Behind the scenes: Riposte Presents
From lively panel discussions to action heroine-inspired workout classes, the London-based alternative women’s magazine Riposte is no rookie when it comes to organising distinctive events.
And with a new monthly event series called Riposte Presents… launching tonight, founder Danielle Pender is hoping to keep the conversation going between print issues. We caught up with her to find out more about the events, and to quiz her on the panelists of her dreams.
Tell me about the new monthly event series you’re kicking off tonight.
Throughout 2016 we’ll be hosting a monthly series of events called Riposte Presents… The idea is to offer an inspiring experience, bringing people together to hang out, listen to interesting speakers, share ideas and have a laugh.
The format isn’t fixed; we’ll be hosting panel debates, in conversations, workshops, readings, and possibly dinners. For our first event in the series we’ve invited an expert panel to discuss the future of fashion looking at education, sustainability, support for young designers and how the industry can innovate.
What do you want to achieve with the events?
I want people to come, to be inspired, to be challenged, to get informed or pissed off enough that they go out and do something for themselves.
We’ve always said that Riposte’s aim is to profile brilliant women who have achieved amazing things and I feel like we’ve done that pretty consistently. We want to carry on with that aim, but I also want to look at bigger issues and it feels like hosting the monthly events are a great way to explore ideas, provoke debate and get the audience involved in the conversation.
I also think it’s really important to meet your readers, and really find out who they are and what they’re into, so you’re not just producing something that’s really self-indulgent.
How do you see events as part of the Riposte brand?
I think the events are key to what we want to offer our audience as we grow and develop as a ‘brand’. Reading a magazine is quite a solitary experience, so I like the idea of bringing people together, to share ideas and discuss issues face to face. I also like the immediacy of the events; you can be more reactive with the issues and topics than you can in a biannual magazine.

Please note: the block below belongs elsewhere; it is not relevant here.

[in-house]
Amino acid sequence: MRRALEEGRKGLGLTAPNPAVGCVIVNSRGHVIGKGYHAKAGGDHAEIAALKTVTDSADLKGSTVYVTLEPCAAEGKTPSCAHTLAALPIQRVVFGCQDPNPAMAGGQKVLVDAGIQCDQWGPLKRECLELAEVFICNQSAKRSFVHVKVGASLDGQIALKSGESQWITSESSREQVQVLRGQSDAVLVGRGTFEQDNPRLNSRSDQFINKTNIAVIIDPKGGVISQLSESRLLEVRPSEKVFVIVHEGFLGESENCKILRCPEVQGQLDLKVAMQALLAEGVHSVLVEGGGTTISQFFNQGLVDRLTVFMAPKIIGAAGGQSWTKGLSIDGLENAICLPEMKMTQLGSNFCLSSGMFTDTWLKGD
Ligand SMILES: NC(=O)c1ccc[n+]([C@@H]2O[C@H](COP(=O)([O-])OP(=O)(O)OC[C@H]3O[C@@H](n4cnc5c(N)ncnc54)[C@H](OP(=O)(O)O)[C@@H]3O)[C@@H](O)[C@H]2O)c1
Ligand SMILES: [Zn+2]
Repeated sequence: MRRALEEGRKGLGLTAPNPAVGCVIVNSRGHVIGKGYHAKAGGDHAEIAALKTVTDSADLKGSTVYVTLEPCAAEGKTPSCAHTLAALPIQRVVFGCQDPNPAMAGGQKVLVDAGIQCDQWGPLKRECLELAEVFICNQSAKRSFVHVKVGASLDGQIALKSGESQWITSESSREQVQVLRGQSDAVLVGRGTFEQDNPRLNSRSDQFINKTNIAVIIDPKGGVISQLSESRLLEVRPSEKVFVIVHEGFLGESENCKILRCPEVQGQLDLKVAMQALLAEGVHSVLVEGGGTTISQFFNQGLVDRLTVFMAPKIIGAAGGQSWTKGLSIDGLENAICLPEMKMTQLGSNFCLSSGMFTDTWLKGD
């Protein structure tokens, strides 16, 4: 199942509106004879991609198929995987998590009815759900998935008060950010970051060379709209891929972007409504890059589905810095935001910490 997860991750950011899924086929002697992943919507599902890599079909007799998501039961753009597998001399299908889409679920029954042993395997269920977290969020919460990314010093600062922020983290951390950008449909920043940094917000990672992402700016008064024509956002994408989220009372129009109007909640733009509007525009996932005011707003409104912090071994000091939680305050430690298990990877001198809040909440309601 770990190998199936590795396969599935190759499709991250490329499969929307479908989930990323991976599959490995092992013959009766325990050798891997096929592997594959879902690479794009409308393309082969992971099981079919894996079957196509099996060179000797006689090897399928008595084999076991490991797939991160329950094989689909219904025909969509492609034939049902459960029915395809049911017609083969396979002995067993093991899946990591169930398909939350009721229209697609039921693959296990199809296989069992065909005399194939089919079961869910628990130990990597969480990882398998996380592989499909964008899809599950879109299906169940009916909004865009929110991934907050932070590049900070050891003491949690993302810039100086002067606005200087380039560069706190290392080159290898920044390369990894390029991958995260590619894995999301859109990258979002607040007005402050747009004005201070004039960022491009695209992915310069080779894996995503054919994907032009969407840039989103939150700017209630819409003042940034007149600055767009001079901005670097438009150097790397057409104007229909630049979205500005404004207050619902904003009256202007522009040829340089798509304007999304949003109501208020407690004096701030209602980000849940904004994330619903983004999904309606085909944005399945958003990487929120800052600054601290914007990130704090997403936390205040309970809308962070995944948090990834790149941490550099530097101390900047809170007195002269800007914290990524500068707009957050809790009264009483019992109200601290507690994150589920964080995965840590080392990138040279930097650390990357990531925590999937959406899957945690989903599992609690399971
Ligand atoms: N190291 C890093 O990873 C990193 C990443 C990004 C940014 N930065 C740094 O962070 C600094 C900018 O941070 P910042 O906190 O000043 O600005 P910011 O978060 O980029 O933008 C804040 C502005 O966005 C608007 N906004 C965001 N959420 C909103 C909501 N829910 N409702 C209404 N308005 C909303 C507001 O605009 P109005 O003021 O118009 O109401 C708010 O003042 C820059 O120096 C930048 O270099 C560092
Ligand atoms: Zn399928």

What are some of the events you’ve done in the past?
We’ve always hosted events around the launch of each issue. They’ve mostly been parties, which are always fun, but last summer for issue four we switched things up and did a series of events at the Ace hotel that all linked to the content of the issue. We had talks, panel debates, dinners, an action heroine-inspired workout class, and a summer party. They worked really well and it was a great opportunity to meet the readers, get feedback and bring some of the content to life.
Most recently, we curated and hosted an exhibition at KK Outlet of Beth Lesser’s photography. Beth spent 10 years documenting the dancehall scene in Jamaica in the 70s and 80s, and we featured some of her photographs in our latest issue so it was a great way to take the content out of the magazine.
What’s Riposte’s policy on brand partnerships, and how do you see that being translated into events?
We’ve worked with some really supportive brand partners such as Nike and Fred Perry who were up for us creating content for them. Some people are sniffy about brand partnerships in magazines and it really winds me up. Obviously you have to make sure it sits well within your pages, but if it’s handled properly and isn’t out of synch with your readership it can be a good thing.
We see the events as a great way to expand our brand relationships. Decent brands aren’t interested in standard double page spreads anymore. You can waste your time chasing that dream for months. I’d rather work with a smart brand who I personally like and create something bespoke for them. Making magazines costs a lot of money and it’s naïve and unrealistic to suggest that indie publishing can survive on the odd advert here and there. The attitude that it’s somehow dirty for indie mags working with brands isn’t helpful.
As long as they’re brands we personally like and use and that naturally fit with readers I’m more than happy to work together to create great events and showcase fascinating people and voices.
Is there anything you find particularly challenging with organising events?
Putting on the events programme is probably the easiest part of what we do and I genuinely love it so there aren’t that many challenges. Getting the right balance of speakers can be tricky but nothing too bad.
What would the event of your dreams look like? Who would be on the panel?
Oh so many! I would love to see Gloria Steinem in conversation with her old flatmate Barbara Nessim. I would love to get PJ Harvey on a panel with Savages, Siouxsie Sioux and Jenny Lee Lindberg. Or Bridget Riley talking to Anna and Grace of Patternity. The list is literally endless!
Photography by GT
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